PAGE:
So, while facts and evidence matter to me, the core of my faith is bound up in statements like this: God loves you. You don't have to agree with Him, or even believe in Him, He will continue to love you. And He wants to have a personal relationship with you.
No, I can't prove to you that God exists. But you can't prove that I exist, and you are talking to me. Real life does not work on the basis of proof - it operates on the basis of faith. You believe your wife loves you. You believe your friends trust you. The faith is itself based on evidence. There is no proof that God exists, but there is plenty of evidence.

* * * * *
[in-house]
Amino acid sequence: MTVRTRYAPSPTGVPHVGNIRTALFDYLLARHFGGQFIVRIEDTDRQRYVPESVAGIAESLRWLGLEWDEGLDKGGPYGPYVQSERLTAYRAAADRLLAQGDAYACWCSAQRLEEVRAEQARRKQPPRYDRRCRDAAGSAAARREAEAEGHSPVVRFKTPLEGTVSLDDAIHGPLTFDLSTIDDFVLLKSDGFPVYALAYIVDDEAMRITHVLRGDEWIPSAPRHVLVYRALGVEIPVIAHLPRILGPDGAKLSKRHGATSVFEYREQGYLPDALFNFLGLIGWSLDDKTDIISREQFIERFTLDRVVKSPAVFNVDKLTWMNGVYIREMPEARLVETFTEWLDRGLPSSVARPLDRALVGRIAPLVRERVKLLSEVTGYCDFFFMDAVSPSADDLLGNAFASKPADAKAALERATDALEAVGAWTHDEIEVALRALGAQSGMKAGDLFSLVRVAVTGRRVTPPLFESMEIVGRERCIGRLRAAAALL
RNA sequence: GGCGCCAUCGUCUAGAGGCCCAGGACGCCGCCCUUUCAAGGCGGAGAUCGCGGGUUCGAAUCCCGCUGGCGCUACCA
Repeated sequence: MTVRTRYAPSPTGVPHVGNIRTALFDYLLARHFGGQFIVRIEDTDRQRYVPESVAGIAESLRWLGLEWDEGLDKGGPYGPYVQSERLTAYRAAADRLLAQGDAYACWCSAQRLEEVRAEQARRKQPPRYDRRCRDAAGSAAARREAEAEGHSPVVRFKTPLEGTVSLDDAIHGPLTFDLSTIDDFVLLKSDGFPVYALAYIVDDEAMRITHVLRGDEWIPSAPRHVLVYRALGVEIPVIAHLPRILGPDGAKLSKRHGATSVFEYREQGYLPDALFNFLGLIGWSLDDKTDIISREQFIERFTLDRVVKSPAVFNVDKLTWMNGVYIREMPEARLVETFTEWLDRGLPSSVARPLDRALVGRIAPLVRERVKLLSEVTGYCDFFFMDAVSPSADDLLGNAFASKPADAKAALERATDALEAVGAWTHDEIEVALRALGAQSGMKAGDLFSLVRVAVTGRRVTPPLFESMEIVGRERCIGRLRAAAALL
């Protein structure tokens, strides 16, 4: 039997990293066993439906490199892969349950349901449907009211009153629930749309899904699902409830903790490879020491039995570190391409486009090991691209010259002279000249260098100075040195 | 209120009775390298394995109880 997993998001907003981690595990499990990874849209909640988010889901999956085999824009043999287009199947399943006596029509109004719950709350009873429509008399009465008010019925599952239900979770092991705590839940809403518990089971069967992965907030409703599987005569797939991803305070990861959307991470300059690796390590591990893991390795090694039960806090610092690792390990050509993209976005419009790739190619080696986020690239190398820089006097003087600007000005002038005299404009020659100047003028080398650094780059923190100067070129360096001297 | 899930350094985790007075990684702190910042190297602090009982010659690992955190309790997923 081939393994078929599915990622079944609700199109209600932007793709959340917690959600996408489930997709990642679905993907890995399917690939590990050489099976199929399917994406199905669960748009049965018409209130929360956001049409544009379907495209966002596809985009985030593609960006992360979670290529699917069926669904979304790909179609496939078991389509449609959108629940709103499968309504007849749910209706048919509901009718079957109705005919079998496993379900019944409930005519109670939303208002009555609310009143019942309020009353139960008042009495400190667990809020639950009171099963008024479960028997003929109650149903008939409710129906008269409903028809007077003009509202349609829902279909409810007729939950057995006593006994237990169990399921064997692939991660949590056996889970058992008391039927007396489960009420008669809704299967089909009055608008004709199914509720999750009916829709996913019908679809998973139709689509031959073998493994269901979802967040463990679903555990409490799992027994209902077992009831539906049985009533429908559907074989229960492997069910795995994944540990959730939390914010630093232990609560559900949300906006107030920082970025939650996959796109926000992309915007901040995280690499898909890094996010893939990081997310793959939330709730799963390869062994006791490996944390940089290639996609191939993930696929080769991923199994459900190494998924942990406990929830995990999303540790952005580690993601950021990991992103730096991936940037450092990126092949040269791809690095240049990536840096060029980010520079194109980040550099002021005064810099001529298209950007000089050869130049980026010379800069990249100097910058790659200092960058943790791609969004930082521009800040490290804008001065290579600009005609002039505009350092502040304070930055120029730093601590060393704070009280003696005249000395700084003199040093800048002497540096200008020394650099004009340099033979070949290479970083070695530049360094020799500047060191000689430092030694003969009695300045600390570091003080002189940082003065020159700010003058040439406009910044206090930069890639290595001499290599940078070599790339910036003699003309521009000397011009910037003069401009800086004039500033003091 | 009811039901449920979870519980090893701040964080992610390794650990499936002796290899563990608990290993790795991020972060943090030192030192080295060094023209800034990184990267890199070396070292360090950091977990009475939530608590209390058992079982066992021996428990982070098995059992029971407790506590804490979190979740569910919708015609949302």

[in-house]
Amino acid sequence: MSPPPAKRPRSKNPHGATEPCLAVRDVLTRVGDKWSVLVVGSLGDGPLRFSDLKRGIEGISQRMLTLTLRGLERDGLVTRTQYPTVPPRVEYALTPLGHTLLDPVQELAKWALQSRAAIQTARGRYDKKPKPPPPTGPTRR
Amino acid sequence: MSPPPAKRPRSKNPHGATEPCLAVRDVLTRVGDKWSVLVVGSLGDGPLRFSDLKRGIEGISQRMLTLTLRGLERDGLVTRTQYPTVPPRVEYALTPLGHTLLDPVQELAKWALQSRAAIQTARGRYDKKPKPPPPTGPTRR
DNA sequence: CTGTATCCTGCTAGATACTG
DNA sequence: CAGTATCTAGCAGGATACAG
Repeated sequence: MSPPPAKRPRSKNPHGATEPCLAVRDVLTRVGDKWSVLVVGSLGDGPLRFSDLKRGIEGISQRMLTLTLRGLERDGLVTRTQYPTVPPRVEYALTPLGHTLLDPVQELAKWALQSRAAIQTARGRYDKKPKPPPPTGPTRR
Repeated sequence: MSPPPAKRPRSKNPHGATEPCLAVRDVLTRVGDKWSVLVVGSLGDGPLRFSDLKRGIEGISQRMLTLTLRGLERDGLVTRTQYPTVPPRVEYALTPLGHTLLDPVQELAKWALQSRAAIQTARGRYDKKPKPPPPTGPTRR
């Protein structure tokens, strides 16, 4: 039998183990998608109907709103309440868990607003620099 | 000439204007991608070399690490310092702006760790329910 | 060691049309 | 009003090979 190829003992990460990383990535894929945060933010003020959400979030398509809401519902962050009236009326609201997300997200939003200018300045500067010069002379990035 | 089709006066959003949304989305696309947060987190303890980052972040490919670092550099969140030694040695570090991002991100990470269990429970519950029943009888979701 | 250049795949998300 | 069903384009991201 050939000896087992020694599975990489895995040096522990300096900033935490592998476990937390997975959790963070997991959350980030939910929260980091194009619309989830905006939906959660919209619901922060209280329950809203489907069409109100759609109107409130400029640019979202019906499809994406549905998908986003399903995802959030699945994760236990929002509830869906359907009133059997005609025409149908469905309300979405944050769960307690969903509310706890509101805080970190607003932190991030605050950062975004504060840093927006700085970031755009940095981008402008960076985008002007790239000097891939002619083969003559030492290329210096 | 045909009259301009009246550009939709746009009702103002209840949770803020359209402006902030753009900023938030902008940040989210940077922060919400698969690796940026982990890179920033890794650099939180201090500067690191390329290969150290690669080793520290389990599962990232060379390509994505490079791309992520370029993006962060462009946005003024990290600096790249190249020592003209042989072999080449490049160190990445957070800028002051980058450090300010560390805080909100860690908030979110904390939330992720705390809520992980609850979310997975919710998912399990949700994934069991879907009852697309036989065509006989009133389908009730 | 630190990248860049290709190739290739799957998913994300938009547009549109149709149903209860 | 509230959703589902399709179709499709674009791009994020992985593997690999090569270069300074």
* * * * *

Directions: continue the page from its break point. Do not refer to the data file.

Many people who claim to be operating on a scientific basis tell me that they know there is no God, and therefore they can reject the evidence I offer. As I see it, they are operating on the basis of blind faith, while I have examined the evidence, weighed it, and am trying to live in the light of the facts. All the facts, not just the ones I like or find convenient.
[On to the 'Response 3 to 'Theology Achieves Nothing?'' article]